The Queensland Government has announced that it will spend $500 million to boost mineral exports on the freight corridor from Mount Isa to Townsville.
The funding includes provisions for the construction of a new $48 million container terminal at the Port of Townsville to support North Queensland’s resources industry. The port is Australia’s largest export location for several commodities, including zinc, lead, copper and fertiliser.
The Queensland Government and Port of Townsville will contribute $30 million and $18 million towards construction of the terminal, respectively. The government also announced it will provide $80 million over a four-year period to reduce rail access charges on the line in a omve to encourage a freight shift from road to rail.
“Commercial operators pay access charges to Queensland Rail to use the Mount Isa line and industry has called on the Palaszczuk Government to make rail freight more competitive,” said Transport and Roads Minister Mark Bailey.
“We’ve listened and will provide Queensland Rail with $20 million each year starting from July 1 this year, to reduce rail access charges and will work with industry on implementation arrangements.”
This funding is in addition to the state government’s $380 million, five-year track maintenance plan in the 2018-19 state budget.
Queensland’s Deputy Premier and Treasurer Jackie Trad said that the investment underlined the state government’s commitment to backing regional communities and jobs in the North West by improving reliability through improved transport infrastructure.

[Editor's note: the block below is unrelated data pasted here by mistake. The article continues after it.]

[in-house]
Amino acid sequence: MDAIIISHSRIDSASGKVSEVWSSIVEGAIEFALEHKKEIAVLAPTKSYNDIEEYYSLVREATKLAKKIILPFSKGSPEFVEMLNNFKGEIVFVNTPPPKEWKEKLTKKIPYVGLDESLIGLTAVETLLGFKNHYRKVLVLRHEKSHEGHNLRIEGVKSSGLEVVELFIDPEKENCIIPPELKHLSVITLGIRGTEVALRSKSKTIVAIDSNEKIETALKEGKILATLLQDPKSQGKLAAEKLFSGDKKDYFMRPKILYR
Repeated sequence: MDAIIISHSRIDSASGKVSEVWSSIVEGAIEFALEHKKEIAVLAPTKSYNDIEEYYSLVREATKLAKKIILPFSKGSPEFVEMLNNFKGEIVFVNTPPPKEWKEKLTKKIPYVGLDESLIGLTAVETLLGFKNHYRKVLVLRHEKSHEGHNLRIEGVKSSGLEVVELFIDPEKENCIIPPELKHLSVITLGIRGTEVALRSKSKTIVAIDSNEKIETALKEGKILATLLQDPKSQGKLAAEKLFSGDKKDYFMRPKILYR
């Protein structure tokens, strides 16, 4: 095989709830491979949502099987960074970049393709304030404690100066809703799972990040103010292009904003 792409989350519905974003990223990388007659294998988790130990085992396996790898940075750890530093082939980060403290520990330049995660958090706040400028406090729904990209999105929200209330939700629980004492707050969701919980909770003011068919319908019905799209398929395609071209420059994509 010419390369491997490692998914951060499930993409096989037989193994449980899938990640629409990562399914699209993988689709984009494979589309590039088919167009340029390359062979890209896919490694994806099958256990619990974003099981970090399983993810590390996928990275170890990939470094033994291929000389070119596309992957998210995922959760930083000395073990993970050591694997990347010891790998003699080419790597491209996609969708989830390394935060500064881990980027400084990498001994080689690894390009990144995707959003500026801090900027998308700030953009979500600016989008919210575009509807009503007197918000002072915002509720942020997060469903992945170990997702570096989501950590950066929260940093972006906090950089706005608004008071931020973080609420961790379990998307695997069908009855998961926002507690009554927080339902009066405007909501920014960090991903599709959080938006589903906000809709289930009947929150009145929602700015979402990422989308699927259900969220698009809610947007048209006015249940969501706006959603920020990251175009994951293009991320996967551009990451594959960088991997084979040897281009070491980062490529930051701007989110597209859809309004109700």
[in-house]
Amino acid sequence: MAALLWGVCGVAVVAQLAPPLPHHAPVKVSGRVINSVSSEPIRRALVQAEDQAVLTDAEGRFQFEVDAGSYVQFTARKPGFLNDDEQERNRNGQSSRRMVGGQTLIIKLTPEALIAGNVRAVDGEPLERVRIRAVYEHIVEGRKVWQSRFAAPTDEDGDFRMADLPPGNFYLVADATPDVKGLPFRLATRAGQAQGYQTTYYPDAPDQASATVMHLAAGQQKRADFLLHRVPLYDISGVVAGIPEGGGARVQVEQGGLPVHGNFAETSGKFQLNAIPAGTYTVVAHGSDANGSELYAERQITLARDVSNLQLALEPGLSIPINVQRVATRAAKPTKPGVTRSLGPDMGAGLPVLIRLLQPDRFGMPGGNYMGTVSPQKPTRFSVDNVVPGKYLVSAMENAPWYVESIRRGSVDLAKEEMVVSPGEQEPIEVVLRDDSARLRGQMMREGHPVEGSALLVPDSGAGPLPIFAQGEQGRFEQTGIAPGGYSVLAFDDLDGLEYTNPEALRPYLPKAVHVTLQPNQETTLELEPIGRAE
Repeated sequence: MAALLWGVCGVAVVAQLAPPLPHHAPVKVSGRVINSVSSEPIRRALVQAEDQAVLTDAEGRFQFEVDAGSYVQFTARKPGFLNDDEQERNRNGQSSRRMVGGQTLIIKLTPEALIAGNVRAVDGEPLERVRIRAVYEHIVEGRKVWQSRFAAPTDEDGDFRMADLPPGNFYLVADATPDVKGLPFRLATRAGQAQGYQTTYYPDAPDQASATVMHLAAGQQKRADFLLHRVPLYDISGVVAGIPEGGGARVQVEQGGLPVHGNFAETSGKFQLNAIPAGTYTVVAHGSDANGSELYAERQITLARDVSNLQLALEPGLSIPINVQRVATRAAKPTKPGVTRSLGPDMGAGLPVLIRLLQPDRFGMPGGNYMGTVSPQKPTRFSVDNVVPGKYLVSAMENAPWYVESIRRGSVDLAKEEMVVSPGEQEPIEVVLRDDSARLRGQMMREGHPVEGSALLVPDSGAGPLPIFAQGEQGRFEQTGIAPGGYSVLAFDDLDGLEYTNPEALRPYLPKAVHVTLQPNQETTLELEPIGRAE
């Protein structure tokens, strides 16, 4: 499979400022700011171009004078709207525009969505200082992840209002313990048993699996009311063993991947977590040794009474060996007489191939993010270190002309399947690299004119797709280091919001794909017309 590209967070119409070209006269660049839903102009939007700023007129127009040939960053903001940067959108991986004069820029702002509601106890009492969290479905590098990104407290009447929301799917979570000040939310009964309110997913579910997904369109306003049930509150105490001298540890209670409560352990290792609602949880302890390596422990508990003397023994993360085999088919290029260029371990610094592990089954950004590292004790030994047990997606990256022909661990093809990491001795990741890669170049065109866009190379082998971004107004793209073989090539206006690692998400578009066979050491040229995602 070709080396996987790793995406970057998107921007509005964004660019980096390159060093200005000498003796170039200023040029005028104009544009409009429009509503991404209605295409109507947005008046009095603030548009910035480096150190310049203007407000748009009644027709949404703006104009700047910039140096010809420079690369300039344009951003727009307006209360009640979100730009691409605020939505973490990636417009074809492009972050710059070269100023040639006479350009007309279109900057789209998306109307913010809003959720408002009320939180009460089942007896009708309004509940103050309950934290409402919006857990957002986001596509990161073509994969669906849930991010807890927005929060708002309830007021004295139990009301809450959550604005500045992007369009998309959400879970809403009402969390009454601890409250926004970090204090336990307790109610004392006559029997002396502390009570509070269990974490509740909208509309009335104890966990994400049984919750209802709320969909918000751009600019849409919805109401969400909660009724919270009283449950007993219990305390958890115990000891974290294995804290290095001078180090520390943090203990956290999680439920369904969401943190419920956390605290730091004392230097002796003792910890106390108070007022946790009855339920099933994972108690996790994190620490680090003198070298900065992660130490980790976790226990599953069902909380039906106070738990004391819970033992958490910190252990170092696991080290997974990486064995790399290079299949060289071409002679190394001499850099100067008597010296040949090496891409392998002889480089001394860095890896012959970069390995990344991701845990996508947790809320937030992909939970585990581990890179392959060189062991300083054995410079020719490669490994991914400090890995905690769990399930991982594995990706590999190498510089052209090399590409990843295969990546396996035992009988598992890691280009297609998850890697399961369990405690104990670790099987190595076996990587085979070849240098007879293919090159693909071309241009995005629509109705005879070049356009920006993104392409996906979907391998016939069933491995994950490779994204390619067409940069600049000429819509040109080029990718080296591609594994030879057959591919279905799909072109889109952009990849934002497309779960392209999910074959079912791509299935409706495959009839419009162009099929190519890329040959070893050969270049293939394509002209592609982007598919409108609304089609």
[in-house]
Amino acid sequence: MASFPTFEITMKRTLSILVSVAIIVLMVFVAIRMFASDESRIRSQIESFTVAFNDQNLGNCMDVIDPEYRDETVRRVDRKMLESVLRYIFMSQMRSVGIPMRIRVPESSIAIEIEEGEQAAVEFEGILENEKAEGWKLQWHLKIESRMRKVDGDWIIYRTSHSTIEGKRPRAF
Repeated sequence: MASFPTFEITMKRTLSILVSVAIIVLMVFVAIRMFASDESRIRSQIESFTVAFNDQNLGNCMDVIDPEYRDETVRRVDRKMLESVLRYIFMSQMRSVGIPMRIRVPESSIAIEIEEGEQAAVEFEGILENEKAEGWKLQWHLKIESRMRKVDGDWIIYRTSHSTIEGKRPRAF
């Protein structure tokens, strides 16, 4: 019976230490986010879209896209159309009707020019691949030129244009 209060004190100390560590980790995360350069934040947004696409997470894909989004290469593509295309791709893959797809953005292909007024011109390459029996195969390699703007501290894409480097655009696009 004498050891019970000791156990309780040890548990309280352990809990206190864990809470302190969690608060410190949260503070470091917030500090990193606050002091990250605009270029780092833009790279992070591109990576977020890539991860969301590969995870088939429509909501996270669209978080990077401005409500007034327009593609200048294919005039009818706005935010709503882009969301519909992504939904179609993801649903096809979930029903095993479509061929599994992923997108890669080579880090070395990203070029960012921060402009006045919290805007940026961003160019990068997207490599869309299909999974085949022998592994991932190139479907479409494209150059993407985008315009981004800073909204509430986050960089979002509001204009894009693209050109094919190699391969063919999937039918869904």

“Queensland’s North West Mineral Province contains about 75 per cent of the state’s base metal and minerals, including copper, lead, zinc, silver, gold and phosphate deposits,” she said.
“A number of mines are trucking minerals from the north west to the port, and the trains that are carrying minerals in shipping containers have to be unloaded at Stuart and then trucked 12 kilometres to the port.”
Freight rail major Aurizon also welcomed the investment, stating that the current rail access charges for the route from Mount Isa to Townsville are “substantially higher” than what trucks pay to use the equivalent highway.
“Rail freight really should do the heavy lifting for bulk goods and minerals because it is more efficient, safer and has a far smaller carbon footprint than road freight,” said Sarah Dixon, general manager of Aurizon’s Townsville-based Bulk East business.
“This should be the case on the Mount Isa line which is one of the nation’s most important export supply chains.”